Who built hundreds of kilometers of canals in Lousiana?

Bayou Piquant Wetlands

Photo by © Ken Lund - see Link, Flickr; (Licence CC BY-SA 2.0)) - Bayou Piquant Wetlands, St. Charles Parish, Louisiana

 

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A fine grid of straight, kilometre-long waterways runs through the swamps of Louisiana. Numerous routes descend at right angles. Natural "coincidence"? The straight waterways with the partly right-angled exits are marked. Source: Google Maps

 

A Youtube post recently caught my attention when someone raised the issue of channels in Louisiana. In fact, seen from a great height, there are straight waterways that cross the wide streams of the surrounding area. The Atchafalaya River is a good clue: As a side stream of the Mississippi, it meanders typically for a river through the floodplain landscape. To the west, however, there are waterways that do not draw any curves but run dead straight.

 

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Source: Wikimedia (Link)  

  

Seen less from the air than from a bird's eye view, they look like a network of waterways hundreds of kilometres long. Special features: They sometimes run straight through the landscape for umpteen kilometres. They are then often diverted by rectangular canals, of which it is not unusual - like a road network or as planned on a drawing board - to diverge again at a 90-degree angle and continue straight ahead.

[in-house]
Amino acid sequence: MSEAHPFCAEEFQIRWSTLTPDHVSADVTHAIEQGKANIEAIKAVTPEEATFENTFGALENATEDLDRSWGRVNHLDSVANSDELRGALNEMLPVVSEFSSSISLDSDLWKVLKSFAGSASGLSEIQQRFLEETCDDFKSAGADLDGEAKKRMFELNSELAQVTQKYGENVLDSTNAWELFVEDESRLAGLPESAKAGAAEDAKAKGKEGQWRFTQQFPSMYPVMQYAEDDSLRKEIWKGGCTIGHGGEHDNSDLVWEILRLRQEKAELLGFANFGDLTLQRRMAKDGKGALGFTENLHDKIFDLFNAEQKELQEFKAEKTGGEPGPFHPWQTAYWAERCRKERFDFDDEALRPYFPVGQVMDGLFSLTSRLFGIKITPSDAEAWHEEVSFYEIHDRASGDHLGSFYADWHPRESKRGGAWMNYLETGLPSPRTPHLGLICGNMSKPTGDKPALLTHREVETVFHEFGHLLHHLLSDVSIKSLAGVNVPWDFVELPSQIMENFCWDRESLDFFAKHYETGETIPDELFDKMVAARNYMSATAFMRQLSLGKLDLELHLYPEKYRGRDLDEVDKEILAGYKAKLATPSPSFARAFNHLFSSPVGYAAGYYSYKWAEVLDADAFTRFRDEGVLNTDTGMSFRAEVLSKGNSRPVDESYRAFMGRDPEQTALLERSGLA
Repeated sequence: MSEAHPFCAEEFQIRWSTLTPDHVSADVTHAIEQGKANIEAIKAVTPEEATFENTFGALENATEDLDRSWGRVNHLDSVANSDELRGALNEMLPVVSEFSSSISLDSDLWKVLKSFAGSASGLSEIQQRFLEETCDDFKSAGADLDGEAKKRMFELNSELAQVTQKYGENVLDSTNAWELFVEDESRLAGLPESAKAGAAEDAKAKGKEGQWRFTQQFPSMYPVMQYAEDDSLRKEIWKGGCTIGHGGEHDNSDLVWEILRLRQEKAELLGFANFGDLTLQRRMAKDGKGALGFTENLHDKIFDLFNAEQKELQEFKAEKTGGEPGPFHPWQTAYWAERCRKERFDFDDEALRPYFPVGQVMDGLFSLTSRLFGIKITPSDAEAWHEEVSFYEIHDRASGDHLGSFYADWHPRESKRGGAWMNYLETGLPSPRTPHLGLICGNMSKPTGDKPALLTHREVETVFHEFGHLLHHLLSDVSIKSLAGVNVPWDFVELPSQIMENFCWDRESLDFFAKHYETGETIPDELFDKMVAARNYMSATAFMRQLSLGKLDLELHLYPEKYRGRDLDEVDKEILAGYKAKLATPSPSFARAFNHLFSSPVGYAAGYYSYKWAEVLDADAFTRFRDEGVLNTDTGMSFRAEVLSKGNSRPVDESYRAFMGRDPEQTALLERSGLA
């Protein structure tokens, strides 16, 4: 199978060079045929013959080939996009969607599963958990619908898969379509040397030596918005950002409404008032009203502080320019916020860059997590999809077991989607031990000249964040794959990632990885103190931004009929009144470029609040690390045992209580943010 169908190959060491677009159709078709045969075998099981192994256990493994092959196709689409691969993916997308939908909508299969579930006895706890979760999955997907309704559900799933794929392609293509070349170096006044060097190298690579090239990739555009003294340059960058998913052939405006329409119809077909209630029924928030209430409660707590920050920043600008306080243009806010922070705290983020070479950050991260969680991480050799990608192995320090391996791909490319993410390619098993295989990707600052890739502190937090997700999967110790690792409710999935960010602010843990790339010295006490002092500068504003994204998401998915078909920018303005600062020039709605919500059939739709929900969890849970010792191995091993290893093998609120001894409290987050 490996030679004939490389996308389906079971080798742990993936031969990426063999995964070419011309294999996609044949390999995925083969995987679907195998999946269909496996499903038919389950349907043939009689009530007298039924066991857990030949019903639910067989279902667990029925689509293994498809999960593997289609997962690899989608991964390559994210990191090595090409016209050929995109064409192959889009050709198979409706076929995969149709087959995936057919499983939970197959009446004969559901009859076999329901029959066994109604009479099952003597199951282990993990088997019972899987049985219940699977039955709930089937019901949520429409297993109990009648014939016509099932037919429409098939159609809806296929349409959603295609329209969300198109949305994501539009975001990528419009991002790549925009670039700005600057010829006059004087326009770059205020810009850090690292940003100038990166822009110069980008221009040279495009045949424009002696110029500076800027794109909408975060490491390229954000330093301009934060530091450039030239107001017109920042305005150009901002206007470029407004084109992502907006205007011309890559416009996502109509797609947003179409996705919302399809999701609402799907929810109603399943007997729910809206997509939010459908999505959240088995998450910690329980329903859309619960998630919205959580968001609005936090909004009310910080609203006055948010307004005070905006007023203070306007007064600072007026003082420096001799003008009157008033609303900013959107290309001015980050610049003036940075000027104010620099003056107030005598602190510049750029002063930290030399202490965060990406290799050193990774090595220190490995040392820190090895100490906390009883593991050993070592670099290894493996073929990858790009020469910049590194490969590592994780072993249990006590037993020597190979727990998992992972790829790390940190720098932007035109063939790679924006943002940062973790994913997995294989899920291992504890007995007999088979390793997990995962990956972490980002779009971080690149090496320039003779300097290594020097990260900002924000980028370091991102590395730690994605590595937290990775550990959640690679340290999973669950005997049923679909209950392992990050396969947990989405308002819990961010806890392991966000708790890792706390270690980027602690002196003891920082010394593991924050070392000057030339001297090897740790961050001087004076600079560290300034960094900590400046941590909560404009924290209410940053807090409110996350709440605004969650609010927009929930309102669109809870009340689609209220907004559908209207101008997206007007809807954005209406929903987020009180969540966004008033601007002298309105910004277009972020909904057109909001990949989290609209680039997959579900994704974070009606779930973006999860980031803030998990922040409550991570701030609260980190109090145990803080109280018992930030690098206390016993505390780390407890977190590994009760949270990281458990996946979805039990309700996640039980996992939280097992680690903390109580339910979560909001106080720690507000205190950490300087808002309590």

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Straight, right-angled waterways; Source: Google

 

A visitor writes: "I had the opportunity to drive through the Bayous..... They look as if they had fallen victim to some kind of "reset".... there are old houses / quarters that look as if they were not flooded all at once....and the canals are extensive.....

 

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Looks like a road or port network Source: Google

 

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OK, this is a subjective opinion of someone who has made an impression on the spot. Whether his fantasy went through with him or not, is left open, but what are we dealing with here? Officially Bayous are first of all side arms of bigger rivers.

 

Another writes: "These are channels excavated for pipeline ships and oil drilling rigs. I used to draw maps for an oil field surveyor to locate wells and pipelines, and the maps were used to dig the canals. Look for pipeline channels in southern Louisiana. Besides, a portage is not a waterway, it is a dry land way between two waters. It comes from the Latin root word portus, which means "to carry"."
This view is also unconfirmed, because technically something like this cannot be done without further ado or unnoticed in such dimensions. Someone else writes: